Finally, in the IoT arena, wireless sensor networks (WSNs) will enable applications such as smart infrastructure monitoring, or smart parking systems that detect free spaces in real time. Since WSNs typically rely on proprietary communication/networking protocols, border gateways are needed to achieve cross networking and connect to the Internet.
We believe cross-network interactions, such as those we have described, could be greatly simplified by implementing ‘autonomic’ functionality. The idea is inspired by the human autonomic nervous system, which regulates basic bodily functions that are not under conscious control. As proposed by IBM in 2001, the autonomic principle could be applied to the design of large and complex communication systems, such as future wireless networks (4G and beyond), in which self-discovery, awareness and analytical capabilities would play a major part. Such self-organizing functionality is indeed already envisaged in the 4G 3GPP approach for long-term evolution systems that deliver high-speed mobile data.
Whereas the present-day instances of cross networking outlined previously call for a ‘hard’ switch (triggered by a single or multiple nodes in response to pre-established conditions), the autonomic approach would extend this by implementing self-aware mechanisms in the node protocol stacks to enable ‘self-organizing’ cross networking, which does away with border gateways. With this aim in mind, IPv6 is of interest because it is built from the ground up to support interoperability and mobility, with a vast address space that enables a virtually unlimited number of devices to connect directly, and a flexible, scalable architecture. Because of these inherent benefits, current research on the IoT is pushing towards ubiquitous IPv6-based communications, even for resource-constrained smart objects. This will open up unprecedented scope for cross networking, as heterogeneous networks increasingly share IPv6 as a common language (4G systems are IP-based.) To further this aim, the European Union project CALIPSO (Connect ALl IP-based Smart Objects!) is working to achieve IPv6 end-to-end connectivity all the way into smart objects, by means of compact, energy-efficient and loss/failure-tolerant routing and radio protocols.8 This will pave the way for fusing together different networks (see Figure 2). Once nodes speak the same high-level language (IPv6), implementing autonomic core functionality at a low level will make it possible to perform efficient cross networking, allowing the gateways to fade away (although they might survive for energy-efficiency reasons.)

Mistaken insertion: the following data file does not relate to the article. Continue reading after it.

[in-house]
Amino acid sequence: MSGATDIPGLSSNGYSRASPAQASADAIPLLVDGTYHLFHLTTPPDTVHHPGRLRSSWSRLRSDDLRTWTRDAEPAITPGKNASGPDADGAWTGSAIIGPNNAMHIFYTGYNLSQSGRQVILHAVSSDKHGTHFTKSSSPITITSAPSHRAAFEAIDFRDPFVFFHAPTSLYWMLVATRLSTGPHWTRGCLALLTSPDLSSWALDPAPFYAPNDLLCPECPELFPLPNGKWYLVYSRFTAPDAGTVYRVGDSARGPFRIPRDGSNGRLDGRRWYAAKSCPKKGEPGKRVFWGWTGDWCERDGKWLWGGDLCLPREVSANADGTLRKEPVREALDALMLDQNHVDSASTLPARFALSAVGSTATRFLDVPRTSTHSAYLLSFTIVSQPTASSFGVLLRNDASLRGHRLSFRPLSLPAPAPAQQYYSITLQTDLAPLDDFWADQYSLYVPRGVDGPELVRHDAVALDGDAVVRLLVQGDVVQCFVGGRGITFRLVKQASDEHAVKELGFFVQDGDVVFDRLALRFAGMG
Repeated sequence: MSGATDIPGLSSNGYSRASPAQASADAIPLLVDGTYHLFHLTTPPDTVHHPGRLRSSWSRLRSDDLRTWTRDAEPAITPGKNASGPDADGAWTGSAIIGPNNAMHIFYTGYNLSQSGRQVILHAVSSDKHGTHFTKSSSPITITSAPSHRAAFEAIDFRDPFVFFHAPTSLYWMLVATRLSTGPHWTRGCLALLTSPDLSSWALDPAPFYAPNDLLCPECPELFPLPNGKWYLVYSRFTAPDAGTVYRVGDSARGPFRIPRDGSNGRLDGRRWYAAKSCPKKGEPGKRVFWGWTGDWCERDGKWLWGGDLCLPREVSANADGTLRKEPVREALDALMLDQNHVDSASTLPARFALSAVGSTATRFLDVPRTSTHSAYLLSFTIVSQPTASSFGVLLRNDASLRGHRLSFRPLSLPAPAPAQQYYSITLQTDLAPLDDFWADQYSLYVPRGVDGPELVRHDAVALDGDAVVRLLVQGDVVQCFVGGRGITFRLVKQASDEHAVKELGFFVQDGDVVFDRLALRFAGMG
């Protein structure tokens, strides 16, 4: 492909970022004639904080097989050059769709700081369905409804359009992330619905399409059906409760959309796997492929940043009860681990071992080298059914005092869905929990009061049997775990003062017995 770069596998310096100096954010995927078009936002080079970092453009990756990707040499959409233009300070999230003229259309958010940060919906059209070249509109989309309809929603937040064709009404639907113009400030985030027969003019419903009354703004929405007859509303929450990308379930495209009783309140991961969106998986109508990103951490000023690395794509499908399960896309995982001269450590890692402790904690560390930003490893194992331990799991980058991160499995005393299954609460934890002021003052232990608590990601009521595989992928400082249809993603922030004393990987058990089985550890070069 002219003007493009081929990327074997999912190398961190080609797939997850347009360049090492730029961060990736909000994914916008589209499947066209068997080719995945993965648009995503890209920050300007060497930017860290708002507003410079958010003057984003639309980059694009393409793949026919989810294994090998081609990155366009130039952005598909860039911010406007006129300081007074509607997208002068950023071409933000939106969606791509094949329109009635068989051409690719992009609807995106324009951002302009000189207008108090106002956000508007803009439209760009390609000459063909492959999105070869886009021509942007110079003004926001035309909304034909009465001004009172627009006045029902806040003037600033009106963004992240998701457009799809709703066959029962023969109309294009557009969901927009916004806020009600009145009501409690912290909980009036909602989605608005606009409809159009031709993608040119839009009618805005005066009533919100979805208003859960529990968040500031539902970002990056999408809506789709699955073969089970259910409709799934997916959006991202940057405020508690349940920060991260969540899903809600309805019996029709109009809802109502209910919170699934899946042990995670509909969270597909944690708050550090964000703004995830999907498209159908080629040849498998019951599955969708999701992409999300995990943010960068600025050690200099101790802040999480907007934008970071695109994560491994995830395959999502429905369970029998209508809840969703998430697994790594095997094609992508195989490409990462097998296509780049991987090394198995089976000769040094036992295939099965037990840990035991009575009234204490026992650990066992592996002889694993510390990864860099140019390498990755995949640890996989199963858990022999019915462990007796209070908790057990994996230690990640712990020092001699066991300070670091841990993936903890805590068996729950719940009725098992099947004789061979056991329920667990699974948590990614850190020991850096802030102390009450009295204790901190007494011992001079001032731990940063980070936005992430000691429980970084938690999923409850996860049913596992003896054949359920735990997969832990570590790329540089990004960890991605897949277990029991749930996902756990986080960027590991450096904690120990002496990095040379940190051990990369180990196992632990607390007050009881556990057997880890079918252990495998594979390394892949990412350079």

In summary, we have seen how interactions between heterogeneous networks typically rely on gateways that act as translators. However, current research activity on the IoT and the envisaged role of IPv6-based communications between smart objects point to autonomic IPv6-oriented cross networking as a promising new approach. We plan to explore this in the future by designing a set of basic communication rules, at the hardware and lower operating system levels, that allow a node to autonomically choose the best way to connect to the Internet.